• Embrace Continuous Learning and Growth: Never stop learning and improving your skills. Take part in workshops, masterclasses, and specialized training programs to enhance your craft and stay updated with industry trends. Attend industry conferences or join professional organizations relevant to your field to access resources, mentorship, and career development opportunities.
  • Be Persistent and Resilient: The journey to becoming a successful performer can be challenging and competitive. Be prepared for rejection and setbacks along the way. Stay focused, persistent, and resilient in pursuing your passion. Maintain a positive attitude, seek constructive feedback, and use every experience, whether successful or not, as a learning opportunity to grow as a performer.

Helpful Resources
There are several helpful resources available for performers to support their careers and provide valuable information and opportunities. Here are some key resources:

  • Actors' Equity Association (AEA): A labor union representing professional stage actors and stage managers. AEA provides resources, advocacy, and support for performers working in theater across the United States.
  • Screen Actors Guild-American Federation of Television and Radio Artists (SAG-AFTRA): A labor union representing performers in film, television, and radio. SAG-AFTRA provides resources, contract protections, and support for actors working in the entertainment industry.
  • Dance/USA: A national service organization for professional dance, Dance/USA offers resources, networking opportunities, research, and advocacy for dancers and dance companies in the United States.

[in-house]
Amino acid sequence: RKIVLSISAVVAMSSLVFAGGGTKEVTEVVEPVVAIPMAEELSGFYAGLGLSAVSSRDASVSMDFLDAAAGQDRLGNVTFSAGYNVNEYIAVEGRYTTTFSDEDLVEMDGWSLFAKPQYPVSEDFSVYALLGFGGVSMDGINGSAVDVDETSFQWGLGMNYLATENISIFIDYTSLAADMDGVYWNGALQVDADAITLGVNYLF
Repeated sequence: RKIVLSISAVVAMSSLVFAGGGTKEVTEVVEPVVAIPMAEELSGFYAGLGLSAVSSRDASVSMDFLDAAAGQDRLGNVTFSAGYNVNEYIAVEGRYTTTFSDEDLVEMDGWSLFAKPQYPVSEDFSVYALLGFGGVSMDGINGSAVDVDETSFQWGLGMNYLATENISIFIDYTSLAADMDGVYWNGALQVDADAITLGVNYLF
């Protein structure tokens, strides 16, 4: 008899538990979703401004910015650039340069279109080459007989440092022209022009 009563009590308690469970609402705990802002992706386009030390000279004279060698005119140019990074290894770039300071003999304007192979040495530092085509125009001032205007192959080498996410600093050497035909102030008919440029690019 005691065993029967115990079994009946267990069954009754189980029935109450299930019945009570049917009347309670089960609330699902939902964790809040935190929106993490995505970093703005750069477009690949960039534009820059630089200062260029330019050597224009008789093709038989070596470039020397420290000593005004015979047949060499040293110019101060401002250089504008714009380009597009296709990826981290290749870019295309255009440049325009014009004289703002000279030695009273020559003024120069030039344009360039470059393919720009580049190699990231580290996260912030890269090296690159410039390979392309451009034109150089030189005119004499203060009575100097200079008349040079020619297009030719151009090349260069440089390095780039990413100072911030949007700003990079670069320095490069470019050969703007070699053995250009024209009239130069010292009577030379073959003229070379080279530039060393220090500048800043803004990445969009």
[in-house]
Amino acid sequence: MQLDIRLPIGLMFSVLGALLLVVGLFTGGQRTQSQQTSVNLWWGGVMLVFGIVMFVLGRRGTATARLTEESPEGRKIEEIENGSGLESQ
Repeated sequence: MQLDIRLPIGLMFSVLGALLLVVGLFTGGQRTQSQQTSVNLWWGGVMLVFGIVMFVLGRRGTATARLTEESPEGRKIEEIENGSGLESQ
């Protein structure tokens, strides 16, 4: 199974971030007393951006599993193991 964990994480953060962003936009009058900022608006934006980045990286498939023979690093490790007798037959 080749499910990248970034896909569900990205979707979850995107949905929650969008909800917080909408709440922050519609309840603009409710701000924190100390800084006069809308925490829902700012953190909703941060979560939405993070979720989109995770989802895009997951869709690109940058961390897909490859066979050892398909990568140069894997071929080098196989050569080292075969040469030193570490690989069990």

• National Association of Teachers of Singing (NATS): An organization dedicated to promoting excellence in vocal education and singing. NATS offers resources, workshops, and networking opportunities for singers and voice teachers.
  • American Federation of Musicians (AFM): A labor union representing professional musicians across various genres. AFM provides resources, contract assistance, and support for musicians working in the industry.
  • Backstage: An online platform that provides casting notices, industry news, advice, and resources for actors, singers, and dancers seeking auditions and performance opportunities.
  • The Actors Fund: A national human services organization that provides support and services to performing arts professionals. The Actors Fund offers resources related to healthcare, housing, financial assistance, and career development.
  • Playbill: An online platform that provides news, casting notices, show listings, and information about Broadway and theater productions. Playbill is a valuable resource for actors and theater enthusiasts.
  • Broadway World: An online platform that offers news, reviews, casting notices, and information about theater productions, both on and off Broadway. It provides resources and updates for performers and theater lovers.
  • Local Arts Councils and Cultural Organizations: Many cities and regions have local arts councils or cultural organizations that offer resources, grants, workshops, and performance opportunities for artists and performers. These organizations can provide support specific to the local arts scene.